Charlie Hunter Reinvents Beats

9:35 PM. The crowd has thinned out a tad in the ol'

"Alive" tent, which is starting to feel like home. At this particular moment,

the two sax dudes in the Charlie Hunter Quartet--David Ellis and Calder

Spanier--are playing dueling saxes, trading off melodic riffs like a pair of

young John Coltranes. Hunter himself, casual in jeans and sweatshirt, is

digging into the groove with his guitar set to a mellow Wes Montgomery-style

tone. Now he's off and running, racing along the highway, so to speak, at like

85 miles an hour, showering the crowd with a torrent of shimmering notes, then,

all at once, stopping on a note, holding it, stopping on another, holding that

one, and then he's back on the road, notes a-flyin'.

Testimony to the power

of the Hunter muse is this guy with the gotee and the knit cap pulled low about

two feet from the stage who is jerkin' like he's having an epeleptic fit, only

totally in time to the music. You can see him from about a block away 'cause

he's got one of those flourescent organge plastic dog collars around his neck.

In fact, these luminous collars are quite the rage tonight; I spy three or four

more worn by members of this jazzbo crowd.

As I'm about to notate more of

my deep perceptions of the Hunter performance, I'm interrupted by a young woman

wearing a leather motorcycle jacket who wants to know why I'm doing something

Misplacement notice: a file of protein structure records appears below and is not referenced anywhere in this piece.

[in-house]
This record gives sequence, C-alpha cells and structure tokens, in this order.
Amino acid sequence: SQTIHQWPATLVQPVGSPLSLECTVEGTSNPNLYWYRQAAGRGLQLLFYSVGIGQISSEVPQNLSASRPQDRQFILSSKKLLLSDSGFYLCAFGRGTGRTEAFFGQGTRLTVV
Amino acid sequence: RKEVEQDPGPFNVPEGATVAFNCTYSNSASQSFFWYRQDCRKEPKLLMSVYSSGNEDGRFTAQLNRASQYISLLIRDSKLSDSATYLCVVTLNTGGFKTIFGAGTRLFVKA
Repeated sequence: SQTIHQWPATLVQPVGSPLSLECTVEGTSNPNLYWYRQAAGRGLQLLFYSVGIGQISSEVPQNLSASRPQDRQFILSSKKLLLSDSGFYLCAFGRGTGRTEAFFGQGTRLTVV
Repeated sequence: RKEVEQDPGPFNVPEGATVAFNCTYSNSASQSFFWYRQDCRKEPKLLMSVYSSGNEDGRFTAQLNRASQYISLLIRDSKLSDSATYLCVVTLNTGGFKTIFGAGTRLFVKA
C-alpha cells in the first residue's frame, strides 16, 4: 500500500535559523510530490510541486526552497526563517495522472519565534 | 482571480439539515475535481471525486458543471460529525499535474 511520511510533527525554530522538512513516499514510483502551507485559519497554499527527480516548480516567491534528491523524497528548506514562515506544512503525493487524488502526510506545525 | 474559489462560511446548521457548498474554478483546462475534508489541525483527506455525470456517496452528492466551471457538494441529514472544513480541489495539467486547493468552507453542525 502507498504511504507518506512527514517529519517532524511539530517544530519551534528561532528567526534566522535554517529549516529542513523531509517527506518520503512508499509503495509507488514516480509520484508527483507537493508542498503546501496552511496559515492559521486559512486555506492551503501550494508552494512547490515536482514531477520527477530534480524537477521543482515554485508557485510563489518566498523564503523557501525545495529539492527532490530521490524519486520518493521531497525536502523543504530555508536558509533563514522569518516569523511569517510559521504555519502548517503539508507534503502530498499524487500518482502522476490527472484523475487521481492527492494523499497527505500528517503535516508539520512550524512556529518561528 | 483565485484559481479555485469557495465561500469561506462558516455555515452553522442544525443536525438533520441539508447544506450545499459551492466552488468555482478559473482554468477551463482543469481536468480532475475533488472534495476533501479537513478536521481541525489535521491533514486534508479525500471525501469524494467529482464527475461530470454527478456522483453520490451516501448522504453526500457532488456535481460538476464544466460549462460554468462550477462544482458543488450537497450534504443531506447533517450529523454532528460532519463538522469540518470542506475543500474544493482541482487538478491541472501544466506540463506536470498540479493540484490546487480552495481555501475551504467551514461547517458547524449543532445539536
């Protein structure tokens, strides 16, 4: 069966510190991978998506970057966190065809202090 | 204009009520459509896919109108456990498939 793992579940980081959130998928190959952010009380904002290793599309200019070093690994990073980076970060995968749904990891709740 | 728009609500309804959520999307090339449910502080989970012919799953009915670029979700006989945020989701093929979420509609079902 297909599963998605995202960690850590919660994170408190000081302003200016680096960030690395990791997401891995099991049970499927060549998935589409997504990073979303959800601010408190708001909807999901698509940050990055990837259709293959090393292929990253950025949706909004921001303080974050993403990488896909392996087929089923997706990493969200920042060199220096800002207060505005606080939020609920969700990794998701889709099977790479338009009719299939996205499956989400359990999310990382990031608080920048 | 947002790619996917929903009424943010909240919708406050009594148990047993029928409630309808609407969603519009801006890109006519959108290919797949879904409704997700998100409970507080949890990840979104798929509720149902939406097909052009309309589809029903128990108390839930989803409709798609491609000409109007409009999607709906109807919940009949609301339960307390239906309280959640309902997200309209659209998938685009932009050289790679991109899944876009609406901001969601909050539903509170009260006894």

ridiculous like writing in a small notebook while a great musician like Charlie

Hunter is performing. "We're posting reports on the Apple web site," I shout.

She starts laughing. "My little brother is probably on-line reading it

right now," she says, before drifting back to her boyfriend.

Able to once

again focus on what's going on, I jnote that berets have suddenly become all

the rage here in the "Alive" tent. Actually, it appears that most of the

tuxedos have vanished, replaced by a pseudo-boho crowd that seems to have

materialized specifically to fit the '50s Beat vibe that Hunter is

evoking.

I could go on about the harmonic congruence of the sax players

efforts. Or devote many, many graphs to the philosophy of improvization as

articulated by Hunter and company. The lyrical, yet challenging post-bop

grooviology... But the thing is, sometimes this virtual stuff just doesn't

quite take you there. And tonight, you really had to be there, standing on the

slopping, grass-covered hill, shoulder to shoulder with gyrating jazzbos,

beneath a canvas roof, staring at these outstanding musicians as they delivered

one cool song after another. Just for the record, the set included "Dersu,"

"Sutton," Tea Baggin'," "Ashyby Man," "Thursday the 12th," and "911."

As

Aimee Spanier, managing editor of Addicted To Noise and jazz afficianado said

as I passed her on my way out of the tent, "It was worth coming up from Santa

Cruz just to see this." So you know it was a great set.

And, no, I didn't

write this one from the bar.